The threshold hasn’t been raised in 45 years, and the SEC wants to bump it up from $100 million to $3.5 billion. Currently, 5,089 managers exceed the $100 million threshold. This is approximately 17 times the number of filers that the threshold covered in 1975.
Thomas W. Sweet, CFO of Dell Technologies Inc., says many companies besides his agree that the SEC should modernize its ownership disclosure rules. “We believe the proposed 35-fold increase in the 13F threshold does not properly consider the impact to issuers like Dell Technologies that depend on 13F data to effectively engage with our shareholders and activist investors,” he wrote in a letter to the SEC.
Molly Sorg, vice president of investor relations at Vistra Corp., stated, “We estimate that with the proposed increase in the 13F threshold from $100 million to $3.5 billion, we would lose insight into approximately 20% of our current shareholders.”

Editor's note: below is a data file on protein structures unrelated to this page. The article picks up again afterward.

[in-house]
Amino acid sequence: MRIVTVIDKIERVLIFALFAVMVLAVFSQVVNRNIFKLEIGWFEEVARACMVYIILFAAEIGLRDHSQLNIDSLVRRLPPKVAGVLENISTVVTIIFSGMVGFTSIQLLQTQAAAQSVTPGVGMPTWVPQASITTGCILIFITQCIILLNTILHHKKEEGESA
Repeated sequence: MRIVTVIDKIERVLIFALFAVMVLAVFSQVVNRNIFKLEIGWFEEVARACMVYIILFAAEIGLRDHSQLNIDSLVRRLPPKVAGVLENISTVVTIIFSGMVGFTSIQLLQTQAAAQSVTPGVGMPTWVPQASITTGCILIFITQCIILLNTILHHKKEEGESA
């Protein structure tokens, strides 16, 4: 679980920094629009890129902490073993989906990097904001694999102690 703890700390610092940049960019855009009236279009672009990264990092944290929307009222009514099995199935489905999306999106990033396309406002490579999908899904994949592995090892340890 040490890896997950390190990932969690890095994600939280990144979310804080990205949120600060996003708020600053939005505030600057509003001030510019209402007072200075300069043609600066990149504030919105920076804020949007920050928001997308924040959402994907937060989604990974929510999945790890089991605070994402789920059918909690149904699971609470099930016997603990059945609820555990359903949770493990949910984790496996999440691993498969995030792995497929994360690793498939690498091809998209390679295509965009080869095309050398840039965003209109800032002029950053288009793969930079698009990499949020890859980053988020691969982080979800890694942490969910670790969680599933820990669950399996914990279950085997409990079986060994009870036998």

But the SEC believes that given the significant increase in the number of managers required to file 13F reports over the last two decades, and the substantial reduction in the significance of holdings of $100 million, it’s an appropriate time to adjust the reporting threshold. The National Investor Relations Institute has been the primary supporter of increasing the threshold.
In making the case for relieving managers of smaller portfolios from the reporting requirement, the SEC cites its own data that managers with less than $3.5 billion of 13F securities manage 9.2% of the dollar value of all reported securities, yet SEC staff estimates that those smaller managers submit approximately three-quarters of all the 13F reports filed.